The orthodox Church never took the tame course or accepted the conventions; the orthodox Church was never respectable. It would have been easier to have accepted the earthly power of the Arians. It would have been easy, in the Calvinistic seventeenth century, to fall into the bottomless pit of predestination. It is easy to be a madman: it is easy to be a heretic. It is always easy to let the age have its head; the difficult thing is to keep one's own. It is always easy to be a modernist; as it is easy to be a snob. To have fallen into any of those open traps of error and exaggeration which fashion after fashion and sect after sect set along the historic path of Christendom -- that would indeed have been simple. It is always simple to fall; there are an infinity of angles at which one falls, only one at which one stands. To have fallen into any one of the fads from Gnosticism to Christian Science would indeed have been obvious and tame. But to have avoided them all has been one whirling adventure; and in my vision the heavenly chariot flies thundering through the ages, the dull heresies sprawling and prostrate, the wild truth reeling but erect.” - G.K. Chesterton, Orthodoxy: The Romance of the Faith

Wow.  Shocked Shocked Shocked
Logged

I stopped posting here in August 2011 because of stark disagreement with the policies of the administration and moderating team of the forums. If you desire, feel free to PM me, message me on Facebook (link in profile), or email me: cddombrowski@gmail.com
lubeltri
Latin Catholic layman
Protokentarchos
*********
Offline Offline

Faith: Catholic
Jurisdiction: Archdiocese of Boston
Posts: 3,795



« Reply #14 on: January 26, 2011, 01:40:42 AM »

Check this hilarious video out to hear Chesterton speak:

http://www.youtube.com/watch?v=K4wUYTMcXBE
Logged
Cognomen
Site Supporter
OC.net guru
*****
Offline Offline

Faith: Orthodox Catholic
Jurisdiction: Phyletism Rules, OK
Posts: 1,968


Ungrateful Biped


« Reply #15 on: January 26, 2011, 02:09:21 AM »

Cheesy Love it.
Logged

North American Eastern Orthodox Parish Council Delegate for the Canonization of Saints Twin Towers and Pentagon, as well as the Propagation of the Doctrine of the Assumption of Malaysia Airlines Flight MH370 (NAEOPCDCSTTPPDAMAFM®).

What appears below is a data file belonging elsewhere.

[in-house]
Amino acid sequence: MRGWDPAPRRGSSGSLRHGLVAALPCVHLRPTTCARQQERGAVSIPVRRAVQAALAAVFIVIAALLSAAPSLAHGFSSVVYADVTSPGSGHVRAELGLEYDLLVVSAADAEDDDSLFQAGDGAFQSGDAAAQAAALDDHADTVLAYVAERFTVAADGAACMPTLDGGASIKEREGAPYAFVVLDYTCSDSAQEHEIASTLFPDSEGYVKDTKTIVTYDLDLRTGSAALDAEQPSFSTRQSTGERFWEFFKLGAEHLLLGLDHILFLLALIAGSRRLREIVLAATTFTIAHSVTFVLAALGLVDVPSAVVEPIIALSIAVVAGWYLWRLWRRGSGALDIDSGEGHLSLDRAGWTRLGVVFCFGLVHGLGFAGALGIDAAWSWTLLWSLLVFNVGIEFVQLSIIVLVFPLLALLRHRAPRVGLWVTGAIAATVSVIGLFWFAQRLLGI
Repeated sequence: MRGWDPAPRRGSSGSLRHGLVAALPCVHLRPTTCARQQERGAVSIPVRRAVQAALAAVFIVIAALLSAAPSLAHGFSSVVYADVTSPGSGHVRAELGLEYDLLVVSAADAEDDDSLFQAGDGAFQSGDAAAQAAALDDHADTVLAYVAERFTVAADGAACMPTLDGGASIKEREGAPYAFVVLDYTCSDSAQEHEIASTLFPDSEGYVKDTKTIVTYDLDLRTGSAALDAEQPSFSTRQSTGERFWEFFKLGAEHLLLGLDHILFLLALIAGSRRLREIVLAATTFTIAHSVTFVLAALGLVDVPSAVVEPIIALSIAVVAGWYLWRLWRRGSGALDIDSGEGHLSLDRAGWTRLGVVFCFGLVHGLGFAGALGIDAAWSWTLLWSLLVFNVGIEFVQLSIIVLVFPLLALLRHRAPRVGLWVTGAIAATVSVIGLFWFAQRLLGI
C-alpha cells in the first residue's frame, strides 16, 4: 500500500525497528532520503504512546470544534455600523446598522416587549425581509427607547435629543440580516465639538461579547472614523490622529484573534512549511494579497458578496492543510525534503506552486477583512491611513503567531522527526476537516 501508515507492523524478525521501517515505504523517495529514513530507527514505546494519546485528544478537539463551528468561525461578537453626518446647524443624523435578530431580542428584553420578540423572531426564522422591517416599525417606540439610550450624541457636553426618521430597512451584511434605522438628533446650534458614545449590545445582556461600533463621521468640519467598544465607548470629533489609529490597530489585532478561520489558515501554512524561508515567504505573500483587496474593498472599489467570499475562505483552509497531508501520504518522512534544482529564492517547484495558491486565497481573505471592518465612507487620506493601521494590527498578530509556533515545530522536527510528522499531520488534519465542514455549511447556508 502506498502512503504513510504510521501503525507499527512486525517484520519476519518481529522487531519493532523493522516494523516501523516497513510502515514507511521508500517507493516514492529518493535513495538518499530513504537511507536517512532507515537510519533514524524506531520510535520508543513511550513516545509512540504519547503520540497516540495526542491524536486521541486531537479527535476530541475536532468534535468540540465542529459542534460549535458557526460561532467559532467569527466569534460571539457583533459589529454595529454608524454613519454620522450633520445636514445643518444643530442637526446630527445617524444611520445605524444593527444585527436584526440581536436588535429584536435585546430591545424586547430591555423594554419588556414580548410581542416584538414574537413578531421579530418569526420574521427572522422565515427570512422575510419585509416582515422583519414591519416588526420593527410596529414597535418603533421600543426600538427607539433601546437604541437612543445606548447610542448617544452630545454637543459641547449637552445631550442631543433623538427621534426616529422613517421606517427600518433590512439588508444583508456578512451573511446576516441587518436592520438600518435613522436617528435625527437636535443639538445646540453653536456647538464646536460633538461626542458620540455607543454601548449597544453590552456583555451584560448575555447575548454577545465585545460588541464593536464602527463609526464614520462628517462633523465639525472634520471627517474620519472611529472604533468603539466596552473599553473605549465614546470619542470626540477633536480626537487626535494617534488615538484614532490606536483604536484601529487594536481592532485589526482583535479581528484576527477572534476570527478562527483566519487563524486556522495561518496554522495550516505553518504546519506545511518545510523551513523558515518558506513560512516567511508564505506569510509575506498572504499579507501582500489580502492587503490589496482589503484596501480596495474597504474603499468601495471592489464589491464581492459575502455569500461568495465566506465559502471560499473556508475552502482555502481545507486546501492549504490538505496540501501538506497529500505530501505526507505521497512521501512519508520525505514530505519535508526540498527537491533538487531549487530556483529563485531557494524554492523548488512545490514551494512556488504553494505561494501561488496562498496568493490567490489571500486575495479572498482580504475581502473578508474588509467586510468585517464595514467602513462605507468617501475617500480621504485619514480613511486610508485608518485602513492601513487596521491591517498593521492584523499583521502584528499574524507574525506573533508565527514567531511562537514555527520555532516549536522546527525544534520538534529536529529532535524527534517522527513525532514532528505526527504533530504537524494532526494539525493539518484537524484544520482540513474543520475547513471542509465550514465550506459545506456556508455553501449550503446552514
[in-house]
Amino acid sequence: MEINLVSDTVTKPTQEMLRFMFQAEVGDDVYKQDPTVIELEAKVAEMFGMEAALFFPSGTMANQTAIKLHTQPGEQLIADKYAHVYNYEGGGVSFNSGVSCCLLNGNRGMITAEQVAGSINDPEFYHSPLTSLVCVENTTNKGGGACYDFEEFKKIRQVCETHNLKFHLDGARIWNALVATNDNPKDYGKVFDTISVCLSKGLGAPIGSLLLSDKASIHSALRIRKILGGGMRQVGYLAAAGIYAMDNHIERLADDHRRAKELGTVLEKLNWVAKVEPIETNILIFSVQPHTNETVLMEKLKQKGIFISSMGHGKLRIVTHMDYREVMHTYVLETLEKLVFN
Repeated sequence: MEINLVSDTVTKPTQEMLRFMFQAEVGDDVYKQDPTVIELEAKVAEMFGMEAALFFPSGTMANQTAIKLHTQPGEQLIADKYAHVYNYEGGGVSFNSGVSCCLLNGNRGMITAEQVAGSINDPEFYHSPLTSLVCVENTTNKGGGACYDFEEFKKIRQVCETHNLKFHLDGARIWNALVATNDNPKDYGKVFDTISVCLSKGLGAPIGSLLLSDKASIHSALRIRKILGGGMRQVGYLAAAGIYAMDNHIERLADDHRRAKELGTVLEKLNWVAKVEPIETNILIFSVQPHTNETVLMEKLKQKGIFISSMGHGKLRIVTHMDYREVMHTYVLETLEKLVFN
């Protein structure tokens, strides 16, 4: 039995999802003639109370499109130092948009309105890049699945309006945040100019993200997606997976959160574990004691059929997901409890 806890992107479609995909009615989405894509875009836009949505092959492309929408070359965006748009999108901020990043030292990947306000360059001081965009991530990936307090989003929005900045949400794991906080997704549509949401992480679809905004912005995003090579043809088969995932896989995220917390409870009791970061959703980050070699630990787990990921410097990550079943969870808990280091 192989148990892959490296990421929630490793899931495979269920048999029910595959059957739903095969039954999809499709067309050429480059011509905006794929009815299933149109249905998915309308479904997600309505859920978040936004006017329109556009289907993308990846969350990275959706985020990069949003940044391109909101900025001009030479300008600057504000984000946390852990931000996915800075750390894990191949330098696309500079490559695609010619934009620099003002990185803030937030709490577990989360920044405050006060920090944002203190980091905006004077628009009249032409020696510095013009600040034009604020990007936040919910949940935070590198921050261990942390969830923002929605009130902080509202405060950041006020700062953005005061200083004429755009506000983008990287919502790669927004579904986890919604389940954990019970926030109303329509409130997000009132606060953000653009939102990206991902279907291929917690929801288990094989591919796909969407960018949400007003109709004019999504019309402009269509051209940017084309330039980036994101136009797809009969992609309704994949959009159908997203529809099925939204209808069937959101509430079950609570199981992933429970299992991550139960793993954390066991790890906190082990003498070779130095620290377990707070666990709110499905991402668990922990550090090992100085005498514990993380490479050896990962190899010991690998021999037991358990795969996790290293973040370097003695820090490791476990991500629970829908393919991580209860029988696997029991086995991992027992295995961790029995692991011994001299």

Justin Kissel
Formerly Asteriktos
Protospatharios
****************
Online Online

Posts: 30,165


Hello for now, my friend


« Reply #16 on: February 03, 2011, 11:29:39 PM »

Once I looked down at my bootlaces
Who gave me my bootlaces?
The bootmaker? Bah!
Who gave the bootmaker himself?
What did I ever do that I should be given bootlaces?

--G.K. Chesterton

Don't know why, but I've always like that one.
Logged

Paradosis ≠ Asteriktos ≠ Justin

Hey, so I'm in a pop-alt-punk-folk-prog band called "Affable Dregs" and we have a new album coming out, titled "Vicious Turnips Always Taste Most Delicious." We'd really appreciate your support!
Justin Kissel
Formerly Asteriktos
Protospatharios
****************
Online Online

Posts: 30,165


Hello for now, my friend


« Reply #17 on: August 05, 2012, 08:52:05 PM »

I also would like to post quotations from his works here, as often as I can. Quotations can provide 'soundbite' versions that give you a quick sense of the man's intelligence and depth.

*Ahem*  Cool
Logged

Paradosis ≠ Asteriktos ≠ Justin

Hey, so I'm in a pop-alt-punk-folk-prog band called "Affable Dregs" and we have a new album coming out, titled "Vicious Turnips Always Taste Most Delicious." We'd really appreciate your support!
Shiny
Site Supporter
Moderated
Toumarches
*****
Offline Offline

Faith: Groucho Marxist
Jurisdiction: Dahntahn Stoop Haus
Posts: 13,267


Paint It Red


« Reply #18 on: August 05, 2012, 09:37:59 PM »

LOL.

I'm still learning about his distributivism. However we both agree that we need to focus on man and not the benefit of the government and corporation.
« Last Edit: August 05, 2012, 09:39:57 PM by Achronos » Logged

“There is your brother, naked, crying, and you stand there confused over the choice of an attractive floor covering.”

– St. Ambrose of Milan
Justin Kissel
Formerly Asteriktos
Protospatharios
****************
Online Online

Posts: 30,165


Hello for now, my friend


« Reply #19 on: August 05, 2012, 10:18:49 PM »

I should have pulled some quotes from the biography I read of him recently. Unfortunately I didn't think of this thread at the time, and the library reclaimed their book.
Logged

Paradosis ≠ Asteriktos ≠ Justin

Hey, so I'm in a pop-alt-punk-folk-prog band called "Affable Dregs" and we have a new album coming out, titled "Vicious Turnips Always Taste Most Delicious." We'd really appreciate your support!
JamesRottnek
Protokentarchos
*********
Offline Offline

Faith: Anglican
Jurisdiction: Episcopal Diocese of Arizona
Posts: 5,121


I am Bibleman; putting 'the' back in the Ukraine


« Reply #20 on: August 05, 2012, 10:55:15 PM »

What would the world be without Chesterton? No Lewis or Tolkien for one. From there, you can see the problem.


I think you and I have a different understanding of the term 'problem.'
Logged

I know a secret about a former Supreme Court Justice.  Can you guess what it is?

The greatest tragedy in the world is when a cigarette ends.

American Spirits - the eco-friendly cigarette.

Preston Robert Kinney (September 8th, 1997-August 14, 2011
Justin Kissel
Formerly Asteriktos
Protospatharios
****************
Online Online

Posts: 30,165


Hello for now, my friend


« Reply #21 on: October 17, 2012, 09:33:19 PM »

What would the world be without Chesterton? No Lewis or Tolkien for one. From there, you can see the problem.


I think you and I have a different understanding of the term 'problem.'

Is blasphemy!
Logged

Paradosis ≠ Asteriktos ≠ Justin